LOS ANGELES (AP) -- The Ruth Bader Ginsburg film "On the Basis of Sex" was about to fall apart when Felicity Jones got her hands on the script. The origin story about the future Supreme Court justice written by Ginsburg's nephew Daniel Stiepleman had been in various stages of development since 2012, looking for the right star (Natalie Portman was originally attached), the right director (Mimi Leder could only do it after finishing the third season of the HBO show "The Leftovers") and the right time to finally hit go. But it was looking wobbly again and they needed an answer fast.
The British actress, fresh off the Star Wars film "Rogue One," had been looking for a project about a woman and her career and had recently become familiar with Justice Ginsburg, whose celebrity has only grown of late. And Ginsburg, who had seen Jones in her Oscar-nominated role in "The Theory of Everything," had already given her informal approval to cast Jones. ("I think the only thing she was nervous about was getting rid of that English accent," laughed Leder.)
Jones read it in a weekend, said yes, and, finally, the stars had aligned. The film was happening.
"I didn't take it on lightly" Jones said despite her quick answer. "It was really intimidating at first, like gosh how do I do justice to this person?"
Ginsburg didn't have advice for Jones when they met ("She said, 'I've seen your work and I know you can do it,'" Jones said.) But she did have one request for the filmmakers: That they would be absolutely precise in capturing the law. Can you blame her?
"On the Basis of Sex," in theaters nationwide on Christmas Day, caps off a big year for Ginsburg in cinema that started with the documentary "RBG" premiering at Sundance last January and going on to become a modest box-office phenomenon.
This film is complimentary to the documentary, and focuses in on two very specific parts of Ginsburg's early days in law long before she would go on to be confirmed as an associate justice in 1993: First as one of the few female students at Harvard Law School in the mid-1950s, and then as a professor at Rutgers in the 1960s, when she started getting involved with gender discrimination cases with the American Civil Liberties Union.
It not only shows Ginsburg's incredible work ethic and instances of the adversity she faced from both her professors and potential employers, but also her happy home life with her children and her supportive husband Martin (or Marty) Ginsburg, who died in 2010. He is played by Armie Hammer.
"It's very much about showing how someone becomes the icon that they are today. She didn't come out fully formed at 85. You see the struggle it takes," Jones said. "She was constantly put in situations where she had to battle on every front, with her faith, with her gender, where she was from."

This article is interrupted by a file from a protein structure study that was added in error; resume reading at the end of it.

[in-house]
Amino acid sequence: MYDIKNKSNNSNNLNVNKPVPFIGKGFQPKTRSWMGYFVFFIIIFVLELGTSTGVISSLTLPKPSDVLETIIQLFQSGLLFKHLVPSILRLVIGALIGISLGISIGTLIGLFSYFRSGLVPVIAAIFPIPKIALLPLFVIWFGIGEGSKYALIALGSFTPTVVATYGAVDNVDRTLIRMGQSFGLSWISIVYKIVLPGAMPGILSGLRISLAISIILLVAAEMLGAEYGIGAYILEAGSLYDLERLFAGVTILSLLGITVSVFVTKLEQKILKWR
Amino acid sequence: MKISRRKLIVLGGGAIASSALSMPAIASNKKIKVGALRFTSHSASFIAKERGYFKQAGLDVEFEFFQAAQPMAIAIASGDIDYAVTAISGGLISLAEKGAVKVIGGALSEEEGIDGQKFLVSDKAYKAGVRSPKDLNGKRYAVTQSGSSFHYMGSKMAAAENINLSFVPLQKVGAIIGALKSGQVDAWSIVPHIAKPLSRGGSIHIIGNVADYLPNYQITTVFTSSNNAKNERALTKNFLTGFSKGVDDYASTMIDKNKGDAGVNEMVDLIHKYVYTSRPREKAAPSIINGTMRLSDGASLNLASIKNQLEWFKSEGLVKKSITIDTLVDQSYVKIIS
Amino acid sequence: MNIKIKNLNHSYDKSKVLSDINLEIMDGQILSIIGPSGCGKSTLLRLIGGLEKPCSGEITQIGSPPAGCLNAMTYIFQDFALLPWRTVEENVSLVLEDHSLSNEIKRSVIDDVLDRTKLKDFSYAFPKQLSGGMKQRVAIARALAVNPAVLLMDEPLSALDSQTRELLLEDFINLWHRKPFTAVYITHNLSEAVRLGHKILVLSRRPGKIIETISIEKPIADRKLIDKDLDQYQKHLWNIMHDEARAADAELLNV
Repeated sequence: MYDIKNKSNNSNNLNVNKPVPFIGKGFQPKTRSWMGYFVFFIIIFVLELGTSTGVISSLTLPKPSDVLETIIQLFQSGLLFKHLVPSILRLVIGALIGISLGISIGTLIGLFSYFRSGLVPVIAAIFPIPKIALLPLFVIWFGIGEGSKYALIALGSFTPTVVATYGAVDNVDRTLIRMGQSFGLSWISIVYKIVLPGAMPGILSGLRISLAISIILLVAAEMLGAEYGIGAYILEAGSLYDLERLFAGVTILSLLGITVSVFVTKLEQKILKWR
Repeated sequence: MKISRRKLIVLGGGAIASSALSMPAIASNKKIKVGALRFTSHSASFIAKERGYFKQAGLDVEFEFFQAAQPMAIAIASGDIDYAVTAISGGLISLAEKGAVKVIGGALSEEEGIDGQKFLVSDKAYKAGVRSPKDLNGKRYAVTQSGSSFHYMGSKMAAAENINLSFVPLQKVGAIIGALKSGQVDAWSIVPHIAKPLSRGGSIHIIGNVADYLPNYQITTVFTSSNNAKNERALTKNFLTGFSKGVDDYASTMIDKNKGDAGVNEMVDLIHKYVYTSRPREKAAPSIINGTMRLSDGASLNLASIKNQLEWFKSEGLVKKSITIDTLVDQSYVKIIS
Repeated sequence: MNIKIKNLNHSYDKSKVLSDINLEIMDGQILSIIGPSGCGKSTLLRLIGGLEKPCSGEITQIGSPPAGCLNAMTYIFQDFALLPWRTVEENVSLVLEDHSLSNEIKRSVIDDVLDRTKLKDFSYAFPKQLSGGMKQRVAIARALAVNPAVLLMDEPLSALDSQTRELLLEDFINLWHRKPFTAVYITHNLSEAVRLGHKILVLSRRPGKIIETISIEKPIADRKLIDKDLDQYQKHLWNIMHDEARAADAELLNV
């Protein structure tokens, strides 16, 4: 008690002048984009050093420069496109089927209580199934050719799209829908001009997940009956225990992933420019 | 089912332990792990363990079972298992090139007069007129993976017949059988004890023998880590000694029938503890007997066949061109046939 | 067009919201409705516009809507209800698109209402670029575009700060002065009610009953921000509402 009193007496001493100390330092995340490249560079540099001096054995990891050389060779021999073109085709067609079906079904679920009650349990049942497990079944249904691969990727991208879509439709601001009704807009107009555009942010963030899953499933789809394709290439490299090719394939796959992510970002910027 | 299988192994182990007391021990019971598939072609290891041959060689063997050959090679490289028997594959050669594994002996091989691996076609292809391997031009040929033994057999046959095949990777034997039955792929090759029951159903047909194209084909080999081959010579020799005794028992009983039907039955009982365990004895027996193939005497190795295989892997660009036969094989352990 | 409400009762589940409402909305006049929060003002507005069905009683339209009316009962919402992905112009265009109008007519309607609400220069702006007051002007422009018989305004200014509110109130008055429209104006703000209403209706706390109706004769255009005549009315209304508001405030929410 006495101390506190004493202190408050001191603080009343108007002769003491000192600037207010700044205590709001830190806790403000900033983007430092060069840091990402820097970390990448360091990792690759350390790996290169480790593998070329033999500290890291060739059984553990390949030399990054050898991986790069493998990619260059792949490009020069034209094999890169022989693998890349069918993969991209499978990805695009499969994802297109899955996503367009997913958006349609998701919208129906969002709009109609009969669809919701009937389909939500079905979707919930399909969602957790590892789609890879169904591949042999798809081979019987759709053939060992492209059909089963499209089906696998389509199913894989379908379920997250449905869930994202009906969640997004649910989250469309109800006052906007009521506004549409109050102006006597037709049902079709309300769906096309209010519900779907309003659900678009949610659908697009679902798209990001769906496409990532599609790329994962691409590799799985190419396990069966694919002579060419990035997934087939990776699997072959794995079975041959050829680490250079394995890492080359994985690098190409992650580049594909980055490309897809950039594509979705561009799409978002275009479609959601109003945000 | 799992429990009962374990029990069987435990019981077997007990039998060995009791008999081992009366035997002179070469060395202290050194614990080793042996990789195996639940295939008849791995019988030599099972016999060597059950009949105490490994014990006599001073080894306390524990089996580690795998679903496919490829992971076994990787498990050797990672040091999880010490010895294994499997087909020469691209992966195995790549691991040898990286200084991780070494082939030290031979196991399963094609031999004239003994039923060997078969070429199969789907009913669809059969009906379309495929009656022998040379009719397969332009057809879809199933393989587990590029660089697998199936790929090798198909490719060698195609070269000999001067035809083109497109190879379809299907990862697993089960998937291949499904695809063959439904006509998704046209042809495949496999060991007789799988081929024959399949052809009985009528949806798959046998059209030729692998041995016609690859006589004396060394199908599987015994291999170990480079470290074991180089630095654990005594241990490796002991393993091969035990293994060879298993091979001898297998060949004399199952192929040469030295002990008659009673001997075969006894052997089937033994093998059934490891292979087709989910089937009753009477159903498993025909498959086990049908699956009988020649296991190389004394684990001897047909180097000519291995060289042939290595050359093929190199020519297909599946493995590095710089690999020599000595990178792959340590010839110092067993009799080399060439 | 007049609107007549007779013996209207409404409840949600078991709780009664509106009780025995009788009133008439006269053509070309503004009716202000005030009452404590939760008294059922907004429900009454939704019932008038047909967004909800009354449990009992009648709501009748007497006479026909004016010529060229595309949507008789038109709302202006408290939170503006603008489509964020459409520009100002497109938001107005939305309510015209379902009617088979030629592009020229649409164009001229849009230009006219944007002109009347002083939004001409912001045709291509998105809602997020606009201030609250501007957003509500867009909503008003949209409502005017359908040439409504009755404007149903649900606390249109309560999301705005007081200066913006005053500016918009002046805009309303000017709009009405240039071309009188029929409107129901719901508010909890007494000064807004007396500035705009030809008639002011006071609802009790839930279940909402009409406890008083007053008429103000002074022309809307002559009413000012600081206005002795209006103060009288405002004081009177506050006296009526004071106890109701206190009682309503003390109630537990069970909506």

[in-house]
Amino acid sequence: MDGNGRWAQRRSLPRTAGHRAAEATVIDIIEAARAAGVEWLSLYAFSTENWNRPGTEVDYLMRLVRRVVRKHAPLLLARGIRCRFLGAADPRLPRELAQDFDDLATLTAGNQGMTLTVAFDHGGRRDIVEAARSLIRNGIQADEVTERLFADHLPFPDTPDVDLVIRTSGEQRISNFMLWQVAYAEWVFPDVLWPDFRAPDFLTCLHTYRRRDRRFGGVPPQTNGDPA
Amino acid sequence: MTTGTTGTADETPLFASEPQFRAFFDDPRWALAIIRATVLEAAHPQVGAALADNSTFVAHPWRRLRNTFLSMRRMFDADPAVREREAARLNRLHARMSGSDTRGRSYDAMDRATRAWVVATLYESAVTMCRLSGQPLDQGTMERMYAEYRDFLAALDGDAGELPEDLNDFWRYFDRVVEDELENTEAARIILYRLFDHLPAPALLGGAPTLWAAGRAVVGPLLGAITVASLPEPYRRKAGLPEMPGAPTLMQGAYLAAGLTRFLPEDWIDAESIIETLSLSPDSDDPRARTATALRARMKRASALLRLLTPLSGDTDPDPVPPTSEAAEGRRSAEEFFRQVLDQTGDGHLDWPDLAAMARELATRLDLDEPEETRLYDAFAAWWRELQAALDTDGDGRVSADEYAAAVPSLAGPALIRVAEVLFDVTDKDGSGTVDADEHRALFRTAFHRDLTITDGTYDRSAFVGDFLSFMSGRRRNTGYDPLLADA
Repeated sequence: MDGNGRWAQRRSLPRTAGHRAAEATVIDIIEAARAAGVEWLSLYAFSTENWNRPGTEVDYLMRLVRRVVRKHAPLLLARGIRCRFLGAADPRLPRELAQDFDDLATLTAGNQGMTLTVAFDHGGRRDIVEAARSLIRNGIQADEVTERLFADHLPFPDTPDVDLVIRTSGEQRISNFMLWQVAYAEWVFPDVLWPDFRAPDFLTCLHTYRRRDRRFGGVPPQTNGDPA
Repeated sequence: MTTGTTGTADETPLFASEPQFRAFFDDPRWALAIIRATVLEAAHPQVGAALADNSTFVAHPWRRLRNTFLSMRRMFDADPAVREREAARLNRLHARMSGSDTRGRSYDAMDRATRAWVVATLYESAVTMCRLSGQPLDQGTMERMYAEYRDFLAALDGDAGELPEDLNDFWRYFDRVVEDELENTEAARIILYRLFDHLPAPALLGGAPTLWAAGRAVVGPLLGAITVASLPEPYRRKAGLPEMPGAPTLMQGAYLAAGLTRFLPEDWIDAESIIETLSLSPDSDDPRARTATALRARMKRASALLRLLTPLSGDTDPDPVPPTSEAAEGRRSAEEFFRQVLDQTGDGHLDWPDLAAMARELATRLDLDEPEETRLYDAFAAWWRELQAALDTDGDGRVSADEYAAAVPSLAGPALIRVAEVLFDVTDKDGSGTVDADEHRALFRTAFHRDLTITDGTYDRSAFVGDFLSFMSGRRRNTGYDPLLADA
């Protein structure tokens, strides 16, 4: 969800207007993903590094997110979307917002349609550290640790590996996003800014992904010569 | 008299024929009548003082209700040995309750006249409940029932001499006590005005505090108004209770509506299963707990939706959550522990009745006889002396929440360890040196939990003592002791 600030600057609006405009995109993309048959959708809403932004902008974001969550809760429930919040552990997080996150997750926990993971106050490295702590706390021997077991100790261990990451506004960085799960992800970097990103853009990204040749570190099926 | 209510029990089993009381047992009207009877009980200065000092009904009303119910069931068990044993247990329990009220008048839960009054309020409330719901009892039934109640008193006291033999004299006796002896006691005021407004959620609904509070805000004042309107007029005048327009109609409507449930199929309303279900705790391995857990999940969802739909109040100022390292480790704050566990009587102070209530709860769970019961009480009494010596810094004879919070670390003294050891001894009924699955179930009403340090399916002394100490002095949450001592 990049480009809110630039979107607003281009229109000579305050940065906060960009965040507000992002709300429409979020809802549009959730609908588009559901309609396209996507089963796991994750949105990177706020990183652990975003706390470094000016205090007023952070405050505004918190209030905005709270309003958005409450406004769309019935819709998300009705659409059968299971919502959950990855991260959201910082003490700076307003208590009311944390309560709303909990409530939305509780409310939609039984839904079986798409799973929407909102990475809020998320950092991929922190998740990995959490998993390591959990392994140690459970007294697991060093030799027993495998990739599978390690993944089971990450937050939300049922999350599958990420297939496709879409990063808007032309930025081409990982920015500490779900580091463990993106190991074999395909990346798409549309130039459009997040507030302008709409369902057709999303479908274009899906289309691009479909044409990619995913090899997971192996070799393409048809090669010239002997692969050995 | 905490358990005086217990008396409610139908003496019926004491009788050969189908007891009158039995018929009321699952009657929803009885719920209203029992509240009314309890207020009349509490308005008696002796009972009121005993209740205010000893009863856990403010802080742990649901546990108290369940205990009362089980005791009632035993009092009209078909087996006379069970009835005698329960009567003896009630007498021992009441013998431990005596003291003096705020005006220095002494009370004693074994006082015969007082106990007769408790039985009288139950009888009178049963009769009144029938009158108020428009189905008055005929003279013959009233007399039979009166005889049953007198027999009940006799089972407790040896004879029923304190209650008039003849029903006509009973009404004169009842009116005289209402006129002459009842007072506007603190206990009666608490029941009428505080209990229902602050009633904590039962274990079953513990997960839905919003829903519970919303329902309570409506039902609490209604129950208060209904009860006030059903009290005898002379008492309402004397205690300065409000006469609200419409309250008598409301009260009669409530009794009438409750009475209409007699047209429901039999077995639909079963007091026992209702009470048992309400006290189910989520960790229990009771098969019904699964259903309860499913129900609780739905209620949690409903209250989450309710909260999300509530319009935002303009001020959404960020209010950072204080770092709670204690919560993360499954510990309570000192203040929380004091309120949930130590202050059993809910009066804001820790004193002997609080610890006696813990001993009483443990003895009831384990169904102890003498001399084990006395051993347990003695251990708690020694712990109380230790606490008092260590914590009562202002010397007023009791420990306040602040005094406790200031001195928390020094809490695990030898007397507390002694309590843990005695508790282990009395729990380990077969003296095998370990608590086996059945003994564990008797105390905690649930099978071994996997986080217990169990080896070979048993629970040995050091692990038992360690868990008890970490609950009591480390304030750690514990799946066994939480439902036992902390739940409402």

It helped inform how Jones, 35, would craft Ginsburg's voice, which in those days, at least publicly, was more Mid-Atlantic than the heavier Brooklyn accent many are familiar with today.
"When she's frustrated her more Brooklyn vowel sounds come out because she can't help but say it in her more kind of natural voice," Jones said. "It's interesting to show just how her public-self had to become something that was quite separate from her private-self."
Although she's of a quite different generation than Ginsburg, Jones did relate in her own way to feeling like the only woman in the room, especially on film sets where most of the crew are male. ("I would love to ideally walk out on a set and see half men and half women in all of the roles behind the camera," Jones said.)
Leder, at 66, is of yet another generation, but also found commonalities with Ginsburg, as a trailblazer in her own industry. She was the first woman to be in the cinematography track at the American Film Institute, and like her contemporary Kathryn Bigelow, would go on to direct bigger budget action films like "Deep Impact" and "The Peacemaker" at a time when very few women were making those kinds of movies.
"I never compare myself to her accomplishments, but I connected to RBG in a very personal way," Leder said. "We're both mothers, both Jewish, both have (had) longstanding marriages and know what that takes. And both have broken the glass ceiling in different ways and paved the way for others for generations to come."
A master at creating tension, Leder brings urgency to staid courtroom scenes fitting of her action-film background.
Jones observed that it has elements of a sports film too with its arc of an outsider and underdog finding her voice and power.
"We wanted it to be fun and entertaining. We go to the cinema not only to think about the world in a different way but to have a nice two hours," Jones said. "I hope that people enjoy the humor of it and enjoy the experience of it and say actually, you know what, I might be able to change the world too."